Some people are swapping computer screens for silk screens and stencils and getting their hands dirty in the process. Clarizza Fernandez writes.
There’s a do-it-yourself culture rumbling through the inner-Western suburbs of Sydney. At least that’s what 43-year-old designer, printer and director of Arcade Screen Printing, Steve Woods thinks. He believes everyday lives are so computer-centric that people want to go back to “getting their hands dirty”.
“I feel there’s a real movement, especially amongst people 18-30 years old,” he says.
Woods runs a hand screen printing company called Screenhaus, one of only four continuous pattern printers in Australia. His office-studio in St. Peters is an artful mess; a converted warehouse sprinkled with paint and in the middle of this is his office. While most people would run a printing company from a separate room, Woods has no qualms about getting a bit of paint on his keyboard – a clear reflection of his ‘hands-on’ philosophy.
Arcade Screen Printing is the name of Woods’ t-shirt printing and supplies shop. Launched last December, Arcade Screen Printing has been host to a live t-shirt party, screen printing competitions, impromptu gigs and held a number of successful weekend workshops called Arcade Start-Up.
Woods says he started the workshops because he felt there was an elitist attitude attached to printing on textiles and fabric.
“I’m a graphic designer and when I was at university, everybody wanted to print on t-shirts but we found it too hard to do.
“The industry would try and not tell us things because it was all their ‘tricks’ and the whole idea of Arcade is for me to open the door; we show you the tricks that took us years to figure out so [you] can get back to doing the art.”
In fact Woods’ weekend workshops that he runs once a month with apprentice Laura Walsh has seen many creative collaborations; several prints produced at the Arcade Start-Up classes will be featured at the Design Institute of Australia’s annual ‘Interwoven’ exhibition at the Gaffa Gallery. Attracting a range of participants, the workshops aim to equip people with both the supplies and knowledge to print on textiles.
Walsh, 25, says she would rather be called a ‘screen printer’ than an ‘artist’. With a background in design, Walsh insists that she prefers to know how to physically create something rather than send her designs off to be made elsewhere.
“I don’t like the idea that you’ve just sent your designs away and someone makes it pretty while you think ‘that’s my work’.
“I’d rather be the one who can say I physically made it,” she says. Walsh enrolled in weekend classes to learn how to print on textiles and called Woods’ asking if he needed an apprentice. Working alongside Woods, she claims has given her the practical experience she was looking for.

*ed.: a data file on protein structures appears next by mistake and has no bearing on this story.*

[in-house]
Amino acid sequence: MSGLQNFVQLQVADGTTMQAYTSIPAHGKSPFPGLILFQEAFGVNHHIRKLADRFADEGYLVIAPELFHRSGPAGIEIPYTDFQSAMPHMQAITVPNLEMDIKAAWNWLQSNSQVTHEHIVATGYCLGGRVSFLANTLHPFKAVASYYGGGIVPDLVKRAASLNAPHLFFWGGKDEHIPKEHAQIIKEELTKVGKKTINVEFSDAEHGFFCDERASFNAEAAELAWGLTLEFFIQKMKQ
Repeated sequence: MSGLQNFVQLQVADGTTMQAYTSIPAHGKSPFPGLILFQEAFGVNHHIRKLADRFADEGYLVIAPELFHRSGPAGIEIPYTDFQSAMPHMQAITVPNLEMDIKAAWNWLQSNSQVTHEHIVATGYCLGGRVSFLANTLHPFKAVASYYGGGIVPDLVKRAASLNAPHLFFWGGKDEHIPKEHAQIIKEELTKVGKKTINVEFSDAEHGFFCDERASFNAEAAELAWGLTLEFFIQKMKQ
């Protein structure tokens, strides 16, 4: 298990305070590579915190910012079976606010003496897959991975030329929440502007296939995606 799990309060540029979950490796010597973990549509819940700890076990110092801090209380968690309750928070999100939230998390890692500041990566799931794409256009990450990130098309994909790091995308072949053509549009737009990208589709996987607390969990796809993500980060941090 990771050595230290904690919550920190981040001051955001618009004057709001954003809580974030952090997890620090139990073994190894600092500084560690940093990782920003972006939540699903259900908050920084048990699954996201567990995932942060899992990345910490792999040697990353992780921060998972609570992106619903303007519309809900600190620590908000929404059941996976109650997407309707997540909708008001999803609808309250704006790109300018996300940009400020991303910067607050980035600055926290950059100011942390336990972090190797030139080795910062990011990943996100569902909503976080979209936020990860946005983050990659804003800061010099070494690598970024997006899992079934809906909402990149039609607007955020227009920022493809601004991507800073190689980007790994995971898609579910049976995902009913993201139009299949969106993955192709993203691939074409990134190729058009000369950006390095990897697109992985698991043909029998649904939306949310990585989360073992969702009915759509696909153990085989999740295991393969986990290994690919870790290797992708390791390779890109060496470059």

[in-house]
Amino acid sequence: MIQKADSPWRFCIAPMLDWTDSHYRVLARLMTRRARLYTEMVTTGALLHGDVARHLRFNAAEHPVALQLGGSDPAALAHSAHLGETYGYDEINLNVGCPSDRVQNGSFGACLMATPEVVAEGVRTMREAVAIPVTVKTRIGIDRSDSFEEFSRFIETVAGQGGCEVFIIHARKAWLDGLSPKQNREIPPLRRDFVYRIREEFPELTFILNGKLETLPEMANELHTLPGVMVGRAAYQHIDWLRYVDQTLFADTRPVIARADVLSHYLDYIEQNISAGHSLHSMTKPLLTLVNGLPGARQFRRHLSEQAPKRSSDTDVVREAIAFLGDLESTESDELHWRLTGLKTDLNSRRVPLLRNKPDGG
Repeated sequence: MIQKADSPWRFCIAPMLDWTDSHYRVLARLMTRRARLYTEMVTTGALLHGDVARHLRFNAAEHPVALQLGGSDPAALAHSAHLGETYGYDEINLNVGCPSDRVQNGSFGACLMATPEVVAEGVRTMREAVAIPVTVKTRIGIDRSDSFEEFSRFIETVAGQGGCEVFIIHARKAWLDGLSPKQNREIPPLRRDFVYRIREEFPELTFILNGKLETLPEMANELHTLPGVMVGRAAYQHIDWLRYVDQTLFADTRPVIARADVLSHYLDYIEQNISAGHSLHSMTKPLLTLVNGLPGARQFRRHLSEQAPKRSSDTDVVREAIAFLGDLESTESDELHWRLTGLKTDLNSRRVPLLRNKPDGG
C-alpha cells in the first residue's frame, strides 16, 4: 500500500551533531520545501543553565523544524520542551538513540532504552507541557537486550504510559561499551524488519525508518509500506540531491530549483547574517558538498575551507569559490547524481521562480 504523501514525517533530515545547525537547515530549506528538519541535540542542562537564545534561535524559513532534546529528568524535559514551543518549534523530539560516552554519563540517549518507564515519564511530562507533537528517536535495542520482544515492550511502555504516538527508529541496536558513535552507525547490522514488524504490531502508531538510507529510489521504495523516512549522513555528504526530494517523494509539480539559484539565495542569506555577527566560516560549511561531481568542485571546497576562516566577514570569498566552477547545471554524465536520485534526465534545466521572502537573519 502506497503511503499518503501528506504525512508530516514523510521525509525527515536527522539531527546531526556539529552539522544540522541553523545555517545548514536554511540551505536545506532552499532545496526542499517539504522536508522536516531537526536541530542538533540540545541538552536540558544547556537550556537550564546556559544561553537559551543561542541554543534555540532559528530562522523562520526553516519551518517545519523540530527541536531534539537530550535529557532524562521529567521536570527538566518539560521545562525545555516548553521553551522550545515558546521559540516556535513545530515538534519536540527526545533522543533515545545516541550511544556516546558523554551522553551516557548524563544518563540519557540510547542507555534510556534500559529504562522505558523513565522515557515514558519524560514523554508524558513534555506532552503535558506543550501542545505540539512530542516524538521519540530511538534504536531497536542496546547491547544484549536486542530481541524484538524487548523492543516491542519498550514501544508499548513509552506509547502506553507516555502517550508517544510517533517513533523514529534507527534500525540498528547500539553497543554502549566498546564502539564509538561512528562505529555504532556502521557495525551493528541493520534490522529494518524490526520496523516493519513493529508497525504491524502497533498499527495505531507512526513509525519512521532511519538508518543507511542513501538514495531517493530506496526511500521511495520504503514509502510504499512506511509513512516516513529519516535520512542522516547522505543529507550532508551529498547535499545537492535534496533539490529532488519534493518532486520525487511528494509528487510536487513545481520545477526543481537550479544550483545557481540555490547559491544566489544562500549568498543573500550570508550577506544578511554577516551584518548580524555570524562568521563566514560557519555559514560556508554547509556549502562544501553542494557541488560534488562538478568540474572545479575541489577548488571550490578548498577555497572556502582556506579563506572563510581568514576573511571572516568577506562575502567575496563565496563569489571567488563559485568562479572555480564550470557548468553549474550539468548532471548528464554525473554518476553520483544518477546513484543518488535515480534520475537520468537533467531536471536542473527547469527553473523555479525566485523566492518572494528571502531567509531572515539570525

Woods says Arcade Screen Printing is a business he has always wanted to start. “I love street culture and so starting this business is me indulging myself. I don’t really know how else to put it.” And what Woods wants is to grow a screen printing community.
“I’m really inspired by American band merchandise – posters and t-shirts that come out of the [United] States. I think it’s pretty amazing and Australians are pretty good but we could learn a lot.”
Taking a slightly digital approach to printing is The Rizzeria, a non-profit collective based not far from Wood’s Arcade. Their front office space called the ‘Workshop Showroom’ is also located at St. Peters.
The Rizzeria opens their space to designers and artists who want to use their stencil press-printing machine called the Riso RP3700.
Jo Ellis, 36, a member of the collective who co-ordinates open print workshops says: “It’s a digital screen printing kind of process so we can print things in two ways.
“We can use it like a photocopier; copy something off the glass or you can send a file from the computer which prints an image onto a wax-like paper that you can use as a stencil.”
She claims there’s still an element of manual labour when it comes to printing with the Riso; it only prints one colour at a time. This means the ink cartridges need to be changed for each colour required, an element that surprises many graphic artists.
“We often get people to separate their colours by using tracing paper”.
“We did a workshop with a whole bunch of graphic designers and they sort of struggled with that. Although they are used to colour separation using the computer, doing it manually with tracing paper was a challenge . . . it takes a while for people to get their head around it.”
As recent artists in residence at The Paper Mill, The Rizzeria ran a number of workshops including screen printing and zine making. Ellis agrees there’s a renewed interest among graphic artists in going back to traditional ways, pointing to knitting and etsy as an example: “There’s been an explosion in knitting that’s been going on for quite a while and websites such as etsy where people sell handmade things.”
“I spoke to a cartoon artist called Chewie (C. Chew Chan) who’s in residency at The Paper Mill. He was saying he didn’t get any work for a while because he didn’t really use the computer [to illustrate] that much. But now he’s finding that people are saying ‘oh wow, you can draw, nobody does that part of the process by hand anymore,’ and suddenly people are interested.”
The Rizzeria is currently featured at The Paper Mill’s ‘Printed Matter’ exhibition until June 25 and Arcade Screen Printing will be on exhibition at ‘Interwoven’ at the Gaffa Gallery, which opens June 16 until June 28.